What I’ve learned from my ten years of volunteering in school computer labs: The MOST important grade for increasing efficiency and reading skills in school is FIRST GRADE. And first graders can definitely learn to touch-type. No matter what the obstacles (and there were many) it’s important to encourage each kid to really learn to touch type. It takes practice, but with Read, Write & Type the practice is fun! Kids have such a wide variation in how their brains are wired, there’s a huge difference in practice time to learn the sound-to-keystroke (letter) habit. But the practice is worth it, because they’re learning the skills they need for reading and writing at the same time. And if they master the keyboard they are much more efficient and confident in their writing all through the rest of their school years.
A message from Fred Lewis:
“Please read this article (Typing is the key to learning computer software). Kids need a keyboarding license before using a computer….just like a drivers license to drive. Only Read, Write and Type does this. Middle school is way too late to teach touch typing.”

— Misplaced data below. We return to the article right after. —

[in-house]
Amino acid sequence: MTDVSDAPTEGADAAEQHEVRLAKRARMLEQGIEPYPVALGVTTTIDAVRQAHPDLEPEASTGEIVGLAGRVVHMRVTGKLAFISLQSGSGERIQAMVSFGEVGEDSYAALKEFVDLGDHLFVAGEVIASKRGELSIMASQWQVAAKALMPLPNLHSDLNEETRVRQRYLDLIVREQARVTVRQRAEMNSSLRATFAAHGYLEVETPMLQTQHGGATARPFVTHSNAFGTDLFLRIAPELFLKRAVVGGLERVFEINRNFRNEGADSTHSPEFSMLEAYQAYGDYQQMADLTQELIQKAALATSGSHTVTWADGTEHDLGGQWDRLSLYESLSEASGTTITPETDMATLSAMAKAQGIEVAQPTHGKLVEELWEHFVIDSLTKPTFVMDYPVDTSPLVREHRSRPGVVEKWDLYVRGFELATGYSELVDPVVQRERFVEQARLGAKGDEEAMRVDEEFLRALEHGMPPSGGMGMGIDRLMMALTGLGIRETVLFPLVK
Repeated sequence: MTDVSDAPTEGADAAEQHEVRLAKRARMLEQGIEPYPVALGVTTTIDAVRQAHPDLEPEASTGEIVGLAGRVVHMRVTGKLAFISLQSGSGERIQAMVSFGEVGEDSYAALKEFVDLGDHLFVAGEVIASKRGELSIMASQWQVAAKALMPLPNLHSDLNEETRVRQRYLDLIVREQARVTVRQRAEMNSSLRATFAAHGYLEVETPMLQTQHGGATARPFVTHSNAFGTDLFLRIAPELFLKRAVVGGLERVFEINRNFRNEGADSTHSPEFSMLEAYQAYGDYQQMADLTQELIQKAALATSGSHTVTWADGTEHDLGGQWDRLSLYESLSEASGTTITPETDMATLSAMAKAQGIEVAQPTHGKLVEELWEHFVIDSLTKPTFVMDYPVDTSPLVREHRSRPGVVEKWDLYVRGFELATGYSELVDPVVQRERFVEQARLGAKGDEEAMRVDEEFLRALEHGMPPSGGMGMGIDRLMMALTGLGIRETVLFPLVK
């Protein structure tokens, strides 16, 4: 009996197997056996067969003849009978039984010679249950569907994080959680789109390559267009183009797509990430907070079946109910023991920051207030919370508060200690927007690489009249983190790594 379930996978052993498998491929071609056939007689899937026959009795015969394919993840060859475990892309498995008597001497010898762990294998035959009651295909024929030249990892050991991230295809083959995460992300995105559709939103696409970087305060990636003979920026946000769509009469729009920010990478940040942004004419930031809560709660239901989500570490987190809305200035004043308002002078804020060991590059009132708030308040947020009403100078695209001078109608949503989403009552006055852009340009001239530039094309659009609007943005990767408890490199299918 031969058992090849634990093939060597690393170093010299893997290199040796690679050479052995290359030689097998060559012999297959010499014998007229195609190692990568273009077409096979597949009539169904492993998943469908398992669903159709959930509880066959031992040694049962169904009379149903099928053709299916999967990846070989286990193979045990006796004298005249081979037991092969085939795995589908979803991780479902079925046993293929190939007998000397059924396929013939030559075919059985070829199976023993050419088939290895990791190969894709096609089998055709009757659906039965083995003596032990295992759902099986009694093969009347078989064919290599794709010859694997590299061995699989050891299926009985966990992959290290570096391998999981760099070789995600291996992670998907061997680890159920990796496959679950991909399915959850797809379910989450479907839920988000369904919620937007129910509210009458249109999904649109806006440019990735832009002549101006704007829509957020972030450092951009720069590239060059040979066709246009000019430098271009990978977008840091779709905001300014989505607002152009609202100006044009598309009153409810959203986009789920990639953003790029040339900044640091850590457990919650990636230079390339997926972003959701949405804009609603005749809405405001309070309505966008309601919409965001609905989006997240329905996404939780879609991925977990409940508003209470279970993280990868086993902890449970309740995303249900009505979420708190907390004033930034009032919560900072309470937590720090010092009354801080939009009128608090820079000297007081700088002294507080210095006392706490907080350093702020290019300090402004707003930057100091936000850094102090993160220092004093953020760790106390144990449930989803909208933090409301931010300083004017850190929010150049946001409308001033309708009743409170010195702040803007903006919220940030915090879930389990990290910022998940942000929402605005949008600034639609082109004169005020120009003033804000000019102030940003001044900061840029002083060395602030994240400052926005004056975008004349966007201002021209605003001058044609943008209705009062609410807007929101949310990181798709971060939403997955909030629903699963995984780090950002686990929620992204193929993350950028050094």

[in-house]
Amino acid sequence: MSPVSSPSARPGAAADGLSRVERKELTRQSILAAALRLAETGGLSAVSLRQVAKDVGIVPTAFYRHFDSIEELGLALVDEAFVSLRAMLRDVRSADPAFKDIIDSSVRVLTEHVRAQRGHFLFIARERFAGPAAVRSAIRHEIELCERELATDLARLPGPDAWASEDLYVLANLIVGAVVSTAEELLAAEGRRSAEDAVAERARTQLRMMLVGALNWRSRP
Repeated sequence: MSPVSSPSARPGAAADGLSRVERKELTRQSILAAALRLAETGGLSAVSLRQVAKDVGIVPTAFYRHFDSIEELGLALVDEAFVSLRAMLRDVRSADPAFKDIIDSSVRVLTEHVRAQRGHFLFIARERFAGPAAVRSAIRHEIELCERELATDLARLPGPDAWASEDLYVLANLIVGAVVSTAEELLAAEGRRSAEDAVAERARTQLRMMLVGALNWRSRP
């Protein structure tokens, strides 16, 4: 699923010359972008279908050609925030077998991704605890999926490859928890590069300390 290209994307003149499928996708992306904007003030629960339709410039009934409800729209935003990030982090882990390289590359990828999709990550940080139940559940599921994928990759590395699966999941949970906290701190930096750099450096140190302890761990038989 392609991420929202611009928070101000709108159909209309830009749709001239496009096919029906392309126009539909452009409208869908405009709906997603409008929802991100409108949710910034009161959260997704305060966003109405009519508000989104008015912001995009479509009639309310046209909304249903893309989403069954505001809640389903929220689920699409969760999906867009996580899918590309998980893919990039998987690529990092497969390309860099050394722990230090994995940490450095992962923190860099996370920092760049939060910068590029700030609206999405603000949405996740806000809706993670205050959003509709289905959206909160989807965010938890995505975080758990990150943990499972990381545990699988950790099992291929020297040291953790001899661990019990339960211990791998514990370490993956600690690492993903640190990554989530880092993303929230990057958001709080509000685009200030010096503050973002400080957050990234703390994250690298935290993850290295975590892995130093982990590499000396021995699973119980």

Teachers are waking up to the importance of typing skills for using just about any software program. But mostly they start too late–after hunt-and-peck habits have settled in. However, thousands of children are learning to type IN FIRST GRADE as they learn basic phonics skills with Read,Write & Type.
8 free lessons at www.talkingfingers.com.
Sometimes it happens in the space of a few short months. You can play a vital role, and it may be one of the most significant things you and your child ever do together. Reading and writing are the most important skills children learn for success and happiness in school and beyond.
Learning to read and write is a staggering accomplishment, much more difficult than learning to speak and to understand speech. Becoming literate is one of the most essential major learning experiences of modern life. It is a valuable tool for personal expression, and a doorway to the written wisdom of the brightest and most interesting members of the human tribe since history began.
I believe that computers offer an extraordinary opportunity for parents to participate in this critical learning experience with their children. Educational software and learning materials provid a unique framework for short enjoyable day-to-day lessons. A few minutes each day is all that it takes. (more…)